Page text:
In the realm of women in American painting at the turn of the century, Emmet stands as one of our finest in terms of technical ability and having a serious career. We only have a handful of women artists from this time frame with Mary Cassatt being the prominent. Both Emmet and Cassatt were at their best in pastel and were highly proficient in this medium. Emmet had early instruction from William Merritt Chase at his Shinnecock Hills class. She went on to paint murals in the Women's Building at the Worlds Fair Columbian exhibition in 1893. Cassatt went on to work with the major French Impressionists in Paris and Emmet went to Giverny and worked under Frederick MacMonnies. She trained as well with Bouguereau, Robert Fleury and Collins but it was with MacMonnies that she was ensconced in that circle artists and influence.
Always much in demand, the portraits of Lydia Field Emmet brought the then princely sums of $2000-$2500 in 1912. Emmet's reputation as a portraitist of children would become her legacy.
Emmet applied herself mostly to portrait work and depictions of familial life. The Grandchild is on one of her especially prepared pastel canvases and is an early work done in a purely artistic vein. She did do commission work but this piece was done prior to her embarking on her commission work. It bears a lot of the same compositional attributes one finds in Cassatt’s work with the close in manner that creates for intimacy and the cropping of her subject. It is exemplary of the 1895 time frame where she has the freedom to abandon certain academic compositions and techniques but has not taken impressionism to a looser style. It is important as it is an exceptional glimpse at what one of our few female painters at the time progressively was working on in the late 1890’s.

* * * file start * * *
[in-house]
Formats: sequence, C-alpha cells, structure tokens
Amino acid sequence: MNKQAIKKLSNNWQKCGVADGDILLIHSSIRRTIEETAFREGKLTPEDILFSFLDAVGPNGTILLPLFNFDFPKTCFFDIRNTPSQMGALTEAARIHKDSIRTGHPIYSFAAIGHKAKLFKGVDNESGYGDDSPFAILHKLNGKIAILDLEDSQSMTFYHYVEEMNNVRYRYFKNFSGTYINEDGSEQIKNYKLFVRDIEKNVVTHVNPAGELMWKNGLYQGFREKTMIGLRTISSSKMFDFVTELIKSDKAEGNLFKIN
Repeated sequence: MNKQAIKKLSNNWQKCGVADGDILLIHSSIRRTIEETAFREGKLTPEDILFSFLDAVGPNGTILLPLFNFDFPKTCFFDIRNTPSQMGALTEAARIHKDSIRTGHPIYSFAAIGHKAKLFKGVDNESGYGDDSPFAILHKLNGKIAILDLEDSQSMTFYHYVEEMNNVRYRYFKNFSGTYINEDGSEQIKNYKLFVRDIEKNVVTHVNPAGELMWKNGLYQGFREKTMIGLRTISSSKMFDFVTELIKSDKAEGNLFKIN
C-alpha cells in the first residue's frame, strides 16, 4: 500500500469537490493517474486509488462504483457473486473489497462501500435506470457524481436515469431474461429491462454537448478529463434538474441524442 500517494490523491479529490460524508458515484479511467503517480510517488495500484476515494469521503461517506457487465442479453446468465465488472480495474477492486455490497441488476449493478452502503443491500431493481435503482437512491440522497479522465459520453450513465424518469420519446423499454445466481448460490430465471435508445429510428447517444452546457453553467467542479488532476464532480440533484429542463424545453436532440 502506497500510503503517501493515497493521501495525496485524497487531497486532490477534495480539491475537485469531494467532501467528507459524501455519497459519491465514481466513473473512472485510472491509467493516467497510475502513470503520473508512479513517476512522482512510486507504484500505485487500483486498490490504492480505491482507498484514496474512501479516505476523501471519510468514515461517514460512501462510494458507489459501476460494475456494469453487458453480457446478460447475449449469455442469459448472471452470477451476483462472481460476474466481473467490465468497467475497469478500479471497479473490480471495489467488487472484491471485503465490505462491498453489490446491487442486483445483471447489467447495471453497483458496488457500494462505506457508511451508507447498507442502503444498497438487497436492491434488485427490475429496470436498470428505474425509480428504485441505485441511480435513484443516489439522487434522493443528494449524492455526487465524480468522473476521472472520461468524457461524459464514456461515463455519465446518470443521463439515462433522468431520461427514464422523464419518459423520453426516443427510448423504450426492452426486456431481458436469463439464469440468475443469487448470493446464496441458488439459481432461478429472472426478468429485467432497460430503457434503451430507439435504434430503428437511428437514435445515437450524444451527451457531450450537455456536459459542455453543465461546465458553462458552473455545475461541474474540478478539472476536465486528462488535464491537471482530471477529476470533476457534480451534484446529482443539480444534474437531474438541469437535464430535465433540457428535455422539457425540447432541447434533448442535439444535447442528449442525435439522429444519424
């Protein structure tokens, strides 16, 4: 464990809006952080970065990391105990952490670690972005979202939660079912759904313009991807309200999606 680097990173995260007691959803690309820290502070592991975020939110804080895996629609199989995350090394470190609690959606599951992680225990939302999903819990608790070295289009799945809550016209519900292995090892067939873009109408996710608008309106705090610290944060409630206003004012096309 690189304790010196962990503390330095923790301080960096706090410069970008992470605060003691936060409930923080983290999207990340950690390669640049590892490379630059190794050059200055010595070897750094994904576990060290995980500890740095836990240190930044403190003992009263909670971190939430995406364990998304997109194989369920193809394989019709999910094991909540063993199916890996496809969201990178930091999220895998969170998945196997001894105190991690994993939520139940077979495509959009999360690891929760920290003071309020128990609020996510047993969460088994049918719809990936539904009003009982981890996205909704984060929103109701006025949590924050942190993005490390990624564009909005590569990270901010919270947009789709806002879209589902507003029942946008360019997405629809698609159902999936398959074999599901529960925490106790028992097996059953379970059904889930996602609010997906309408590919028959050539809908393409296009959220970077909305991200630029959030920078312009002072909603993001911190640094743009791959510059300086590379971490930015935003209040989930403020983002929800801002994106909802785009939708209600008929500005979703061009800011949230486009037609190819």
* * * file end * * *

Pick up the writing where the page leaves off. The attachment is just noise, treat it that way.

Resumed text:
Best known for her portraits of the children of the upper middle social classes, Emmet studied with Robert Reid and William Merritt Chase whose influence may be seen in our The Grandchild with its dark background and painterly highlights. This picture was painted just four years after Chase put Emmet in charge of his preparatory class at Shinnecock in 1891. Emmet had a talent for capturing her subjects both naturally and casually as seen in our example. There is a wonderful immediacy and attentiveness between the child and the woman who appears in age to be the child’s grandmother. Emmet clearly loved children and often did mother and child themes. There is a certain liveliness to the expression of the child. There is also a special sensitivity to her capturing of these two in an intimate embrace.
Private Collection, Newtown, CT